Fifth lesson: never doubt the goodness of God. This was the subject of one of Kirk’s daily team devotionals. We who are stuck in time often question the goodness of God and fail to see how He is working His plans out over time and eternity. We got a glimpse in the story of Achmed. We met him years ago in Fallujah while serving there in conjunction with Preemptive Love Coalition (PLC) and Living Light International. He had a unique defect in his heart that needed a unique device to fix it. We had planned to return with that device and take care of him before ISIS intervened, prevented our return, and destroyed the cath lab we worked in there. Achmed’s family fled and currently lives in Kurdistan. His father has kept up with us and advocated for us to return and take care of his son. We were finally able to do just that on this trip. This enabled the father to see how God orchestrated events in answer to his prayers in order for his son to receive care. God’s ultimate desire is that we come to know Him and spend eternity with Him. Disruptive events on this earth may not make sense to us unless we see in them the hand of God bringing people to Himself.
Last lesson: overwhelming gratitude. I’m thankful for the loving God who sent His Son to save me and sends His Spirit to teach, comfort, and empower me. I’m thankful for His countless, overwhelming blessings that I do not deserve. I’m thankful He lets us see His power and His work. I’m thankful for everyone who gave, prayed, and served on this trip. And I’m thankful for the many who support us, encourage us, pray for us, and bother to read these updates. May God be glorified. Great things He has done.
Kurdistan, Iraq :: JUNE 2016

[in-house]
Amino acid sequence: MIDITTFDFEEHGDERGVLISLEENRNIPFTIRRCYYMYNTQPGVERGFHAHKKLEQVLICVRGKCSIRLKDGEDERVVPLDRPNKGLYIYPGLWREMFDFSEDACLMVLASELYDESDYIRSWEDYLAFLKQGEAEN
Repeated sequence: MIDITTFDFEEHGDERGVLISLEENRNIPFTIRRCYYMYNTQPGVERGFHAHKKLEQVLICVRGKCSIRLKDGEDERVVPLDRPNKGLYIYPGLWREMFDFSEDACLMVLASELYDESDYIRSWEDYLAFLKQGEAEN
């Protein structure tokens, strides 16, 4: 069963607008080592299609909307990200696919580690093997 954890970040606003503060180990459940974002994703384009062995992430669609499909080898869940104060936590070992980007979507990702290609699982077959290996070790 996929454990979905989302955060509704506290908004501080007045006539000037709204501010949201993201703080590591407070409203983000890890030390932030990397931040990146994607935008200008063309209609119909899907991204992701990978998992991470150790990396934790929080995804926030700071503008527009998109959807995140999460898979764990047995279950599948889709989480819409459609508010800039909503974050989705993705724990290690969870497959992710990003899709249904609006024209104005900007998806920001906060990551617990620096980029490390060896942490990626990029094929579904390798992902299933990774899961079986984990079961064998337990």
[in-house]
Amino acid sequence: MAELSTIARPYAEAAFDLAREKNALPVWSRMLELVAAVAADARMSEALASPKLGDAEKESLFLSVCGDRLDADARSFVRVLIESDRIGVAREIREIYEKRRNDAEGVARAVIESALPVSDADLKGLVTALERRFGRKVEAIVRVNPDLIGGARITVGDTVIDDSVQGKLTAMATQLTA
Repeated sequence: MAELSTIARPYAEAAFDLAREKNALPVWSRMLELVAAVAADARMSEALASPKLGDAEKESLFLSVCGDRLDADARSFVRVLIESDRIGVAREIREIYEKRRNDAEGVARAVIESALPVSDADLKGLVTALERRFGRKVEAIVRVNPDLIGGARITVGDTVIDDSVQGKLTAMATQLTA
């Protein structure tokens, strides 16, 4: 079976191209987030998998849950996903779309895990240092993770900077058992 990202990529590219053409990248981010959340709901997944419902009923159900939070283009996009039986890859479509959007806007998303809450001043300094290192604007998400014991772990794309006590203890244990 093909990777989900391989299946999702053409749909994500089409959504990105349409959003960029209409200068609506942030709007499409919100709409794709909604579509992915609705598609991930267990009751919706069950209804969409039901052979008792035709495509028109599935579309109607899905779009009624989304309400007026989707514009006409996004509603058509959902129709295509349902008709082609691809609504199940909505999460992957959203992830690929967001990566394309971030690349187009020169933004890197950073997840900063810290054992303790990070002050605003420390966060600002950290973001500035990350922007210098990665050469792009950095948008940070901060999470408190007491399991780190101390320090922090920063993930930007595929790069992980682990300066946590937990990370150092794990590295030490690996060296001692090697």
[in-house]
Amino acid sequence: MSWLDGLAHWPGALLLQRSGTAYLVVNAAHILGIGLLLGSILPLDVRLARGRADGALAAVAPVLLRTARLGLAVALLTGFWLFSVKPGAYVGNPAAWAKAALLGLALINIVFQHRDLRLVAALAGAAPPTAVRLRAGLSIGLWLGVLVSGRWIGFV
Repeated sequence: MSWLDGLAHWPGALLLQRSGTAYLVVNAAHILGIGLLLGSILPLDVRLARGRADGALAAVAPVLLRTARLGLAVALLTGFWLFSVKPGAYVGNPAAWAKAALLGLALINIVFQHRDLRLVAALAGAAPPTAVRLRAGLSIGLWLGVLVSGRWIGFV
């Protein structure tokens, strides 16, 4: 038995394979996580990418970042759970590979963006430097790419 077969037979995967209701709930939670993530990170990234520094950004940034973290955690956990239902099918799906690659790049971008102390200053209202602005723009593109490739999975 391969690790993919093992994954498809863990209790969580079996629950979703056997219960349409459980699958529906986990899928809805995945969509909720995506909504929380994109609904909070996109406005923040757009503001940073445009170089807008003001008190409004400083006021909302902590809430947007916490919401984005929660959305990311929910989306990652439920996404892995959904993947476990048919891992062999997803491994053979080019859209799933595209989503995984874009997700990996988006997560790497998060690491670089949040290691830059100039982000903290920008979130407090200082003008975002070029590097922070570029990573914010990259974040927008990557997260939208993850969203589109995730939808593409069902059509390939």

Kirk and I are heading home from our third trip to Kurdistan, Iraq in 2016 and our fourth trip in thirteen months. I wasn’t supposed to go on this one. Our last three trips were to Duhok. We hadn’t been to Sulaymaniyah since early 2015 and our friend and pediatric cardiology colleague Dr. Aso requested we come. Kirk and Mary Porisch always say “yes” if they can. I had plans. I was going to San Antonio to work for a week and I had a family reunion to attend. I started trying to recruit another anesthesiologist in my stead. When I started to realize this was going to be difficult because of the late timing, I prayed “ok, Lord, if we can’t find someone, I’ll go.” My role is a necessary one. We’ve seen bad outcomes when a true pediatric cardiac anesthesiologist has not been present. I knew I would be devastated if my not going caused a child to be hurt. I confess though that when we exhausted all our options, I was truly disappointed. I didn’t want to disappoint my colleagues in San Antonio or my family that I had made promises to. Then my Maui work schedule came out. I had originally been off one week, but someone had asked me to switch to another. In the confusion, my first week vacation request hadn’t been deleted and I found myself off for two weeks. I offered to work that first week and no one in Maui took me up on that offer. So I offered to go to San Antonio a week early. That allowed me to spend shortened but still lovely time at the family reunion.